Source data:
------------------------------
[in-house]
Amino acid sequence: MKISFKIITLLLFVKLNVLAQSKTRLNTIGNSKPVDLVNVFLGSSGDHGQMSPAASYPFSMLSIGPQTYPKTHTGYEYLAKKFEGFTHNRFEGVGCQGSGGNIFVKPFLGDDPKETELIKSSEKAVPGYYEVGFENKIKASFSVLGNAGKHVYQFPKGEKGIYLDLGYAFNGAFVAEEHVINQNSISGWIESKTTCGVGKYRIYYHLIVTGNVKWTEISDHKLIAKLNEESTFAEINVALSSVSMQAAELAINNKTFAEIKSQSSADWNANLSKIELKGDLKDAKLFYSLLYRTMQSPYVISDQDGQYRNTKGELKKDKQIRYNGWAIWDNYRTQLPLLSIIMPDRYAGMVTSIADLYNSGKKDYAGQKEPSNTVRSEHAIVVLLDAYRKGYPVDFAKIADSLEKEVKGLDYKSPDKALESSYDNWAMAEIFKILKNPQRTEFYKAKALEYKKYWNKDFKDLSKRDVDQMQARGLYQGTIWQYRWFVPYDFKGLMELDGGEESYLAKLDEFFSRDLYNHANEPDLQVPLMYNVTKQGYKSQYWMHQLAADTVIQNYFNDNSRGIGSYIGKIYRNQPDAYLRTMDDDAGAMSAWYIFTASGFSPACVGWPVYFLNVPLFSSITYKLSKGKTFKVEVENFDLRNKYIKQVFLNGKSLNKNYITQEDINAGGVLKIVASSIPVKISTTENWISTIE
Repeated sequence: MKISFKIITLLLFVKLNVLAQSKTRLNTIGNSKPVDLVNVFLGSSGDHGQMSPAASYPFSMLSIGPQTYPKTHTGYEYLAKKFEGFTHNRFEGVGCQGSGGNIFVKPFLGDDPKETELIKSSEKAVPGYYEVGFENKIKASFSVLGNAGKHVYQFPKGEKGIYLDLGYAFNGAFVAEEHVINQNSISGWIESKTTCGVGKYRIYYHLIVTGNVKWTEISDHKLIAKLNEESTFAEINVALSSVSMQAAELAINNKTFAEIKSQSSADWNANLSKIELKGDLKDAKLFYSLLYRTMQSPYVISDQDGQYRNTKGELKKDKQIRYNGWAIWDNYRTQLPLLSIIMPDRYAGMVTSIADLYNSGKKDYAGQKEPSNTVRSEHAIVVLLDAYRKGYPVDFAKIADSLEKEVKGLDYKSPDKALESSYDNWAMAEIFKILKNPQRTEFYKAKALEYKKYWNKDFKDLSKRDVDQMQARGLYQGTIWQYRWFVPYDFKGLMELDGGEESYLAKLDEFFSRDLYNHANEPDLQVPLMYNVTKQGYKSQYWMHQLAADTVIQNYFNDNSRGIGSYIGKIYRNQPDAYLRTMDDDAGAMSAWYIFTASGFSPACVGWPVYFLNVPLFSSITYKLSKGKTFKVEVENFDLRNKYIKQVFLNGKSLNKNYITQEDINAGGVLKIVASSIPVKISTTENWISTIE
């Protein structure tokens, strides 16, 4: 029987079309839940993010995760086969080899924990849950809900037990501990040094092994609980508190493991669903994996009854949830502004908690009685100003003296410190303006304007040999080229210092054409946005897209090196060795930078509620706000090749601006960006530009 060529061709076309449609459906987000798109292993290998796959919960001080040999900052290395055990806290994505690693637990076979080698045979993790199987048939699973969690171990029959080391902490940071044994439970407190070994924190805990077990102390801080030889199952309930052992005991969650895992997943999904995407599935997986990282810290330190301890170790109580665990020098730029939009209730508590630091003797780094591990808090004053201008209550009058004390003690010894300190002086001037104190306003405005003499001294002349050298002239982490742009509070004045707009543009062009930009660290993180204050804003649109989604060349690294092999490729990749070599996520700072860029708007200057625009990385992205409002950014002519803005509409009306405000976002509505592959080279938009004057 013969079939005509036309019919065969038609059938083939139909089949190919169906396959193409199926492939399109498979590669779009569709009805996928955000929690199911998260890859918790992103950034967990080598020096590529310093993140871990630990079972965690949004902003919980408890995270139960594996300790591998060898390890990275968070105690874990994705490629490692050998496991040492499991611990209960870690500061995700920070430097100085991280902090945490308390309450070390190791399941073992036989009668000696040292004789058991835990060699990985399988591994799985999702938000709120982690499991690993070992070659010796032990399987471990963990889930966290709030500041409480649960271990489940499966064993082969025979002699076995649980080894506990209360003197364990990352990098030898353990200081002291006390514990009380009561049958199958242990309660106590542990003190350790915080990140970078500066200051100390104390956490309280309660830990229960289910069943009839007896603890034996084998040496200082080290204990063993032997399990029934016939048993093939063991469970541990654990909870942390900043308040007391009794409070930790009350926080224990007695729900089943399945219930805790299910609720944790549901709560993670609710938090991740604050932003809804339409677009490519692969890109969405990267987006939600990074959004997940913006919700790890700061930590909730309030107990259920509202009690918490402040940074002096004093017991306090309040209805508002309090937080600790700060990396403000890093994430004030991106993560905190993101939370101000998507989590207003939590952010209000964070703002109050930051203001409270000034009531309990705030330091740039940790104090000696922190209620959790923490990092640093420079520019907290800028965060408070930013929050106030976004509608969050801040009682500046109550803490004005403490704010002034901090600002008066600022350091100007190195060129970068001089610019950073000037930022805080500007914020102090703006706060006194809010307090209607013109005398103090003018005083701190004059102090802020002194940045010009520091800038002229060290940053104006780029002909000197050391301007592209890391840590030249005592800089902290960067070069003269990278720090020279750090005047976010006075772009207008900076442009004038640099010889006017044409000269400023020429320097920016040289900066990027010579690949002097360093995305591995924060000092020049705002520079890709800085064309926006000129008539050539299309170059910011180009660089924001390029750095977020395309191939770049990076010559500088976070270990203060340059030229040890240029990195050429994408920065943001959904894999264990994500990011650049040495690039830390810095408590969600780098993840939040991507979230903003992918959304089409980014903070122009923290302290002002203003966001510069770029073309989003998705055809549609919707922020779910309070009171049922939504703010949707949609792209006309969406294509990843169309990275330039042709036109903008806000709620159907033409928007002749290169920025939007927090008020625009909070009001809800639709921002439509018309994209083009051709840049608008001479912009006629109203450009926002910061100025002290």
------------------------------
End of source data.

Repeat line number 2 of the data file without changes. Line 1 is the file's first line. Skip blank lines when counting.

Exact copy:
Amino acid sequence: MKISFKIITLLLFVKLNVLAQSKTRLNTIGNSKPVDLVNVFLGSSGDHGQMSPAASYPFSMLSIGPQTYPKTHTGYEYLAKKFEGFTHNRFEGVGCQGSGGNIFVKPFLGDDPKETELIKSSEKAVPGYYEVGFENKIKASFSVLGNAGKHVYQFPKGEKGIYLDLGYAFNGAFVAEEHVINQNSISGWIESKTTCGVGKYRIYYHLIVTGNVKWTEISDHKLIAKLNEESTFAEINVALSSVSMQAAELAINNKTFAEIKSQSSADWNANLSKIELKGDLKDAKLFYSLLYRTMQSPYVISDQDGQYRNTKGELKKDKQIRYNGWAIWDNYRTQLPLLSIIMPDRYAGMVTSIADLYNSGKKDYAGQKEPSNTVRSEHAIVVLLDAYRKGYPVDFAKIADSLEKEVKGLDYKSPDKALESSYDNWAMAEIFKILKNPQRTEFYKAKALEYKKYWNKDFKDLSKRDVDQMQARGLYQGTIWQYRWFVPYDFKGLMELDGGEESYLAKLDEFFSRDLYNHANEPDLQVPLMYNVTKQGYKSQYWMHQLAADTVIQNYFNDNSRGIGSYIGKIYRNQPDAYLRTMDDDAGAMSAWYIFTASGFSPACVGWPVYFLNVPLFSSITYKLSKGKTFKVEVENFDLRNKYIKQVFLNGKSLNKNYITQEDINAGGVLKIVASSIPVKISTTENWISTIE